Friday, December 26, 2014

The Ellensburg WA sky for the week of 12/27/14

Saturday: Did you get a new telescope for Christmas? has a good article on how to get started using it. Go to Any observing tip to the night sky should include Jupiter. Jupiter is two fists held upright and at arm’s length above the east horizon at 10 p.m. tonight. A small telescope should reveal Jupiter’s cloud belts and its four largest moons. Two years ago, the Hubble Space Telescope discovered plumes of water vapor spewing from the surface of Europa, one of these large moons. Astronomers have long thought that Europa has a liquid water ocean below its thick icy crust. But this is the first discovery of water vapor near Europa. For more information about the plumes, go to

Sunday: Tonight’s first quarter moon is in the constellation Pisces the fishes.

Monday: Mars is one and a half fists above due southwest at 6 p.m.

Tuesday: Saturn is about one and a half fists above the southeast horizon at 7 a.m.

Wednesday: Forget about that big bright ball in Times Square. You can mark the start of the new year with one of the sky’s own big bright balls. That perennial favorite New Year’s Day marker, Sirius, the brightest star in the night sky, rises to its highest point in the sky a little after midnight on January 1. Thus, when Sirius starts to “fall”, the new year has begun. Look for Sirius about two and a half fists above due south at midnight.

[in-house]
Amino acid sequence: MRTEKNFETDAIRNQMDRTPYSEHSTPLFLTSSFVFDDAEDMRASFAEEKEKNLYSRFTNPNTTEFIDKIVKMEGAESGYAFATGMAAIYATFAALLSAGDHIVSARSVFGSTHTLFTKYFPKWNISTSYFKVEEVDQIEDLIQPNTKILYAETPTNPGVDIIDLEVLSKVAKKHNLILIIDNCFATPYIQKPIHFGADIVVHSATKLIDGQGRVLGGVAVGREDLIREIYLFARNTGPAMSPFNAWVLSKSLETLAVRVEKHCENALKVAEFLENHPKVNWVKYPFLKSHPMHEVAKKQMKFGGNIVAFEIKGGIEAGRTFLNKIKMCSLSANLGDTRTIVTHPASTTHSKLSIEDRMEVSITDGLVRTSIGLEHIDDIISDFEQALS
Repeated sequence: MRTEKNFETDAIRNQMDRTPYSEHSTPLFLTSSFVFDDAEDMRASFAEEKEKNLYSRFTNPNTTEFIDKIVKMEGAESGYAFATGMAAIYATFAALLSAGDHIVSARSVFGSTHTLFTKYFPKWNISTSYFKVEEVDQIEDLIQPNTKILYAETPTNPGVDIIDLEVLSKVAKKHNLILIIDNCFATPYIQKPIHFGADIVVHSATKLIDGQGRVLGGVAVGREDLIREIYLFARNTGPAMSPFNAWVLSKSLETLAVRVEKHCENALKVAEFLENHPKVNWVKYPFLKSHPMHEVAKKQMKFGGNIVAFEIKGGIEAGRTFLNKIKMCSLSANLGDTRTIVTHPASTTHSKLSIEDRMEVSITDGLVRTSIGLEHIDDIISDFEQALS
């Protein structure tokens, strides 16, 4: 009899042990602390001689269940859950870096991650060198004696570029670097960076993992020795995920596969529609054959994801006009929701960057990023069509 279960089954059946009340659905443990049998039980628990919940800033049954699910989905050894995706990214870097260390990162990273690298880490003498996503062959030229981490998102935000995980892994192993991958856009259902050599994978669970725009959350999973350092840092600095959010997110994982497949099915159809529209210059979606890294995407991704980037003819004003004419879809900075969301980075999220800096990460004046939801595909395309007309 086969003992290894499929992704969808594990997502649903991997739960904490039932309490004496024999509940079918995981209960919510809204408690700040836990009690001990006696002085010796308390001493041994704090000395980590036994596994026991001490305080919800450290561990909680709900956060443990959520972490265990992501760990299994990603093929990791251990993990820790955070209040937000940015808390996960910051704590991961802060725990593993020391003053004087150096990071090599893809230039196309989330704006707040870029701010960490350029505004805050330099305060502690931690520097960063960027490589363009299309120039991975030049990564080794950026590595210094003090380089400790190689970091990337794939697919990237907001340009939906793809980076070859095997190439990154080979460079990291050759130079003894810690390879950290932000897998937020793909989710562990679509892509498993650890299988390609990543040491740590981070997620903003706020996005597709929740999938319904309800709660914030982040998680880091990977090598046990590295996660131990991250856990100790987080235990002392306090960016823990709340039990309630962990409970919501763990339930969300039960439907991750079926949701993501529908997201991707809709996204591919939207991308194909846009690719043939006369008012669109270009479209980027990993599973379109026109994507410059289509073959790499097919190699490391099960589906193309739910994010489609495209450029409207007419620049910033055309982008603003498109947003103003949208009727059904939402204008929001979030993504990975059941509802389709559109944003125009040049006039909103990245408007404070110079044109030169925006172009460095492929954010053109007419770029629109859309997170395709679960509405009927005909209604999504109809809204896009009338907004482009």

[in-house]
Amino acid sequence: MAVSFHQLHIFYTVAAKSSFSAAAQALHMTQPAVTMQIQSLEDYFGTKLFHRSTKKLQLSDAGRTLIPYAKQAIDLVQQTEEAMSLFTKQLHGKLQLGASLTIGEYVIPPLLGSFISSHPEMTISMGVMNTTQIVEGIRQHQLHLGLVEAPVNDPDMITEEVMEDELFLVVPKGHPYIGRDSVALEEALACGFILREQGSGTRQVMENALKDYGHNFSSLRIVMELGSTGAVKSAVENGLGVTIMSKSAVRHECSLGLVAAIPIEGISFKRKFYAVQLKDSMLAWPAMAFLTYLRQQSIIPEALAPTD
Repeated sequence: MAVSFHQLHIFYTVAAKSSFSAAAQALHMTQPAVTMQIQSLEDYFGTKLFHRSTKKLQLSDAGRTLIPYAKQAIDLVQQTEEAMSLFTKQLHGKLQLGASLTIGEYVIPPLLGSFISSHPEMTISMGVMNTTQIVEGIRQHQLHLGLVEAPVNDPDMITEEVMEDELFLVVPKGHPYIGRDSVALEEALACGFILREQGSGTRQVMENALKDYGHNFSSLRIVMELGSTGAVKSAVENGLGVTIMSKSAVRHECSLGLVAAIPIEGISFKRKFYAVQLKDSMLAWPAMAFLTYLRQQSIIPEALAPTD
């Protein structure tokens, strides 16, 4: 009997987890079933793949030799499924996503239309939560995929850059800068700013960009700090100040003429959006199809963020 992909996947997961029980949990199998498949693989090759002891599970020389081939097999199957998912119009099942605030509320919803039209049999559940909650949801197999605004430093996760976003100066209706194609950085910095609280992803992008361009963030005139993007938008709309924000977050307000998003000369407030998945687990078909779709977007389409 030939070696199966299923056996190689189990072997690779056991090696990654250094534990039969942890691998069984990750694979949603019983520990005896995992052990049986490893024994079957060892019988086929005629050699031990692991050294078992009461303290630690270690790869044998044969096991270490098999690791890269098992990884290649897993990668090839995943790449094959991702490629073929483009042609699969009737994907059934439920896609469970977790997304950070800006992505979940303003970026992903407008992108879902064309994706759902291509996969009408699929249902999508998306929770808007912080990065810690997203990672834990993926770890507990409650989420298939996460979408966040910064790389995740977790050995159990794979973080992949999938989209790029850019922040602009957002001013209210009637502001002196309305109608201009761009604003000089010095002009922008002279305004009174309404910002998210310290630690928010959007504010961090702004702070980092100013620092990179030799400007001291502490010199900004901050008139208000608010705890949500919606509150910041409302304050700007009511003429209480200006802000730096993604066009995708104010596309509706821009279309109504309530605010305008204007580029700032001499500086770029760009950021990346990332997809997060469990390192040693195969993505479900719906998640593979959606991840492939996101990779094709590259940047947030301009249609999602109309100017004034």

Thursday: Today is the day we celebrate the anniversary of something new – a new classification of celestial objects. Giuseppe Piazzi discovered Ceres [pronounced sear’-ease], the first of what are now called “asteroids”, on January 1, 1801. Ceres is the largest asteroid in the belt between Mars and Jupiter. At first, Piazzi thought it was a star that didn’t show up on his charts. But, he noted its position changed with respect to the background stars from night to night. This indicated to him that it had to be orbiting the Sun. The International Astronomical Union promoted Ceres to the status of “dwarf planet” in August of 2006.

Friday: Has it been tough to wake up this past week? It should have been because the sunrise has been getting a little later since summer started. I know. I know. December 21 was the shortest day of the year. But, because the Earth’s orbit around the Sun is elliptical and not circular, the Earth does not travel at a constant speed. It moves faster when it is closer to the Sun and slower when it is farther away. This leads to the latest sunrise occurring around the first of January and the earliest sunset occurring in early December, not on the first day of winter, the shortest day of the year. On the first day of winter, however, the interval between sunrise and sunset is the shortest. For more information, go to

The positional information in this column about stars and planets is typically accurate for the entire week. For up to date information about the night sky, go to

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